Lesson Plan - Get It!
- You've heard of a scrambled egg and a poached egg, but what are an East and a West Egg?
The Great Gatsby is the most famous novel written by F. Scott Fitzgerald, an early twentieth-century American novelist and writer.
The novel focuses on the life of the title character, Jay Gatsby, in the summer of 1922, as told by the narrator, Nick Carraway, who is renting the home next-door to the Gatsby mansion.
The novel was published in 1925, but it did not become popular until the second half of the twentieth century. In fact, at the time of Fitzgerald's death in 1940, the book had sold only 25,000 copies. However, the novel has now sold over 25 million copies as people celebrate the novel's themes of loss and longing.
To learn more about why it took the novel so long to be celebrated as one of the great American novels, read Why It Took So Long For "The Great Gatsby" to Be Considered a Literary Classic?, from NewspaperAlum. As you read, answer the following questions on a separate sheet of paper:
- In what year was The Great Gatsby first publicly pronounced to be a classic novel?
- Why was the novel "rediscovered" in the 1940s after Fitzgerald's death?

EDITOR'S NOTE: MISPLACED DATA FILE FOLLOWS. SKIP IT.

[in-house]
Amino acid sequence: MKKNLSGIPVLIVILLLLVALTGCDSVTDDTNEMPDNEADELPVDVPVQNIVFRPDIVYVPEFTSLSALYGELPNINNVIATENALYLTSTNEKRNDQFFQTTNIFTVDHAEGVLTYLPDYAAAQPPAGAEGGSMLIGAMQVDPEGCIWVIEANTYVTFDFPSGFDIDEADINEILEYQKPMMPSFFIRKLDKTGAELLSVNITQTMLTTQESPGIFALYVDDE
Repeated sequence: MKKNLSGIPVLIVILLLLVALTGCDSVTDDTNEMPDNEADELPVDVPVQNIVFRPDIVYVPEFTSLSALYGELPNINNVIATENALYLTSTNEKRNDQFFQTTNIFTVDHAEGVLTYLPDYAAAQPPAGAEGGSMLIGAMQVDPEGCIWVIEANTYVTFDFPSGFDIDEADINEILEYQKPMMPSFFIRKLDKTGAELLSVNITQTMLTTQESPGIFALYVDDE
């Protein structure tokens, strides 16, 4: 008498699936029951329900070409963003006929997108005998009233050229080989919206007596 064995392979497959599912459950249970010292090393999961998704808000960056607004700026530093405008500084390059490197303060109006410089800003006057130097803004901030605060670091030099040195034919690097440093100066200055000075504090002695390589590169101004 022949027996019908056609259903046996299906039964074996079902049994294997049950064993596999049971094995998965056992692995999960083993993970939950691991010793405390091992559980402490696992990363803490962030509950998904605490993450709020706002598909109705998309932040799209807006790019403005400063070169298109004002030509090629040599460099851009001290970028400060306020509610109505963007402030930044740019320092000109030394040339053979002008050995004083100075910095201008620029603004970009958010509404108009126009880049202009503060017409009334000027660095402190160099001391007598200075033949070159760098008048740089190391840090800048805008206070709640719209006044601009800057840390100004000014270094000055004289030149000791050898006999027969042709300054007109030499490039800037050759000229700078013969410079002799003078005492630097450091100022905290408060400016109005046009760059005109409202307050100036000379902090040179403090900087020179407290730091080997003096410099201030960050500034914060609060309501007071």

- What circumstances in Fitzgerald's career caused him to balance his artistic talent with his need for money?
After you've answered the questions, consider the following:
- How would you feel if you only earned $13.13 in royalties during your lifetime for writing one of the best-known novels in American literature?
As you read in the article, Gatsby is sometimes called the "perfect" American novel.
In the beginning of the novel, we meet the narrator, Nick Carraway, after he rents a small bungalow next door to the Gatsby mansion on Long Island, just outside of New York City. The novel is told through Nick's perspective as he reconnects with his second cousin, Daisy Buchanan, and her husband, Tom Buchanan, with whom Nick attended college.
In Chapters 1 and 2, you will meet Nick, the Buchanans, Jordan Baker, and a few other surprise characters.
As you read, write down notes about the various locations mentioned in the text. Take note of any descriptions of these areas because you will use these notes later in the lesson.
Also, you may want to write down any other notes about the novel that you may find helpful. You may want to take notes on the plot and the characters because these could help you remember important details for later lessons on the novel.
You should now read Chapters 1 and 2 of The Great Gatsby.
If you do not have a copy of the book, you may use Planet eBook's free version of The Great Gatsby by F. Scott Fitzgerald.
Once you've finished the two chapters and taken your notes, move on to the Got It? section to test your knowledge of your reading.